Route Fifty, in a story citing a White House official, said the president's infrastructure plan isn't expected to identify new revenues to fund spending. It also won't press for cuts to staple programs that help pay for public works projects, the report said. "The major delivery mechanisms for funding for infrastructure will remain in place," Trump advisor DJ Gribbin told the publication. Some city officials, including Denver, Colo., Mayor Michael Hancock, expressed skepticism, citing "concern about the where the dollars are coming from." Gribbon is quoted as saying the White House is "sensitive" to cities' resource concerns. "At the end of the day, this isn't supposed to be a net loss for cities," Gribbin said. A number of mayors opted out of the White House meeting due to objections with remarks the president made about cities and illegal immigration.

​Is government wrong in the way it attempts to reach out to young people? Does it work against its own interest when it tries to "have a talk" or come to terms with millennials (or, further, "Generation Z")? Is "millennials" maybe a bad or condescending word? Increasingly, people are saying yes to all three, and that it's high time we overhaul the conversation and beware the standard trade advice regarding "engaging with millenials." On the latest episode of Municipal Equation, the League's biweekly podcast about cities and towns in the face of change, we talk with observers including a generations expert, a national-level local government group and a "millennial mayor" to explore what we can do differently than make wholesale assumptions about the interests and behavior of people in their 20s and 30s today. This episode is loaded with useful advice and practices for local government workplaces. Don't miss it. Municipal Equation comes out every other Tuesday at You can also subscribe on iTunes or Google Play or follow the podcast on your favorite listening app. Contact: Ben Brown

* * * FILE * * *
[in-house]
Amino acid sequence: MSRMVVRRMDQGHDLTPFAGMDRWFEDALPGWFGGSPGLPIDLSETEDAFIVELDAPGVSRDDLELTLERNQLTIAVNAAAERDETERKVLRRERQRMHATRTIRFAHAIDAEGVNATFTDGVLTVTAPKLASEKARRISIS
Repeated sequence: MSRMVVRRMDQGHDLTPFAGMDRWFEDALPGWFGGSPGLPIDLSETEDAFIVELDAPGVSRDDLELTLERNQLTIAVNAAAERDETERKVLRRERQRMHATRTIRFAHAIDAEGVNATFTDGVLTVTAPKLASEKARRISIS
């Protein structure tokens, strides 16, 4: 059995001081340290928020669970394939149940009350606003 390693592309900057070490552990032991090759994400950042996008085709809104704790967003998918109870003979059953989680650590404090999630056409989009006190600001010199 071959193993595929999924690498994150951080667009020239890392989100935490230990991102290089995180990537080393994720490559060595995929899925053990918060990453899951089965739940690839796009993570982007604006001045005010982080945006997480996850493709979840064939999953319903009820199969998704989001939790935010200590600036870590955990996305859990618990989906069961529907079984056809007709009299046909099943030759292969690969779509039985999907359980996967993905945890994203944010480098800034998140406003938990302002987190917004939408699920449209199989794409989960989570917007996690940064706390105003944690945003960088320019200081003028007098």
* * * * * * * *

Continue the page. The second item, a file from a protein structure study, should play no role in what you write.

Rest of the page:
The Town of Fuquay-Varina and the City of Kannapolis are the latest to share their stories of economic improvement on Here We Grow, adding to an interactive map that shows the spread of investments and spirit of partnership on part of cities and towns across North Carolina. For Fuquay-Varina, which has charted fast-pace growth in recent years, town leaders are prepping for industrial development with the purchase of property that may lure new, advanced manufacturing firms. The town had identified advanced manufacturing as one of its top priorities for recruitment and is seizing opportunity with its investment in what will be a shovel-ready business park. "Fuquay-Varina is primed for the recruitment of the next greatest advanced manufacturing firm," Mayor John W. Byrne says in the Here We Grow article.